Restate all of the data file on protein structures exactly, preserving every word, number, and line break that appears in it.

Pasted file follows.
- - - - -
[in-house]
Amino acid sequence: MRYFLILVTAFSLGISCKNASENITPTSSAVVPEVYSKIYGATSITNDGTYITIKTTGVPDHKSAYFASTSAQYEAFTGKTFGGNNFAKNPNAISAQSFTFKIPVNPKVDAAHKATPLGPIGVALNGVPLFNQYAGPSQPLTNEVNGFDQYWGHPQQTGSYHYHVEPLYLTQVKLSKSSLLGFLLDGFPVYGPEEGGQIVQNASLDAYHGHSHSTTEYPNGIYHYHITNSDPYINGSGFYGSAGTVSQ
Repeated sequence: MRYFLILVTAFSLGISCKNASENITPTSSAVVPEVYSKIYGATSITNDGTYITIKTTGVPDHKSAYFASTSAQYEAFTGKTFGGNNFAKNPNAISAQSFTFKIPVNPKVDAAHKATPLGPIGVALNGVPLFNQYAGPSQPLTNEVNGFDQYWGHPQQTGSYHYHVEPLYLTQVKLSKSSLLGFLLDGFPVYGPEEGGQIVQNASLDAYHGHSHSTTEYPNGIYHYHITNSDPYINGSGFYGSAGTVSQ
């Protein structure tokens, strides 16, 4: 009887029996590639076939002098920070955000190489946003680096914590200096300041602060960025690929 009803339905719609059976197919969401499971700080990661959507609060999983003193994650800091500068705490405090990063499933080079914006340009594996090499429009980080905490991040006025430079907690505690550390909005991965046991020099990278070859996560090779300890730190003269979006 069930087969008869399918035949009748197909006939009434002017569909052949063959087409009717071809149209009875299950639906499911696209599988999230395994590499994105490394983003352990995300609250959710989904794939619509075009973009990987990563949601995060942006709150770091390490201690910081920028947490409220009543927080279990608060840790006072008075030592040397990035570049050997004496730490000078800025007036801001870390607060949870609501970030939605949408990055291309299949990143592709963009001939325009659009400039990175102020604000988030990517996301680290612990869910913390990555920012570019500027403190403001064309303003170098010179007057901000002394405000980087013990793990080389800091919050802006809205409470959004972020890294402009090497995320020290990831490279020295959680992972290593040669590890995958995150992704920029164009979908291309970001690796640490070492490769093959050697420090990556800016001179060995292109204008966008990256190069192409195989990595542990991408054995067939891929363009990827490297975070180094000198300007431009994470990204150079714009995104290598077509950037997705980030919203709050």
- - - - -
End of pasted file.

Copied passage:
[in-house]
Amino acid sequence: MRYFLILVTAFSLGISCKNASENITPTSSAVVPEVYSKIYGATSITNDGTYITIKTTGVPDHKSAYFASTSAQYEAFTGKTFGGNNFAKNPNAISAQSFTFKIPVNPKVDAAHKATPLGPIGVALNGVPLFNQYAGPSQPLTNEVNGFDQYWGHPQQTGSYHYHVEPLYLTQVKLSKSSLLGFLLDGFPVYGPEEGGQIVQNASLDAYHGHSHSTTEYPNGIYHYHITNSDPYINGSGFYGSAGTVSQ
Repeated sequence: MRYFLILVTAFSLGISCKNASENITPTSSAVVPEVYSKIYGATSITNDGTYITIKTTGVPDHKSAYFASTSAQYEAFTGKTFGGNNFAKNPNAISAQSFTFKIPVNPKVDAAHKATPLGPIGVALNGVPLFNQYAGPSQPLTNEVNGFDQYWGHPQQTGSYHYHVEPLYLTQVKLSKSSLLGFLLDGFPVYGPEEGGQIVQNASLDAYHGHSHSTTEYPNGIYHYHITNSDPYINGSGFYGSAGTVSQ
């Protein structure tokens, strides 16, 4: 009887029996590639076939002098920070955000190489946003680096914590200096300041602060960025690929 009803339905719609059976197919969401499971700080990661959507609060999983003193994650800091500068705490405090990063499933080079914006340009594996090499429009980080905490991040006025430079907690505690550390909005991965046991020099990278070859996560090779300890730190003269979006 069930087969008869399918035949009748197909006939009434002017569909052949063959087409009717071809149209009875299950639906499911696209599988999230395994590499994105490394983003352990995300609250959710989904794939619509075009973009990987990563949601995060942006709150770091390490201690910081920028947490409220009543927080279990608060840790006072008075030592040397990035570049050997004496730490000078800025007036801001870390607060949870609501970030939605949408990055291309299949990143592709963009001939325009659009400039990175102020604000988030990517996301680290612990869910913390990555920012570019500027403190403001064309303003170098010179007057901000002394405000980087013990793990080389800091919050802006809205409470959004972020890294402009090497995320020290990831490279020295959680992972290593040669590890995958995150992704920029164009979908291309970001690796640490070492490769093959050697420090990556800016001179060995292109204008966008990256190069192409195989990595542990991408054995067939891929363009990827490297975070180094000198300007431009994470990204150079714009995104290598077509950037997705980030919203709050």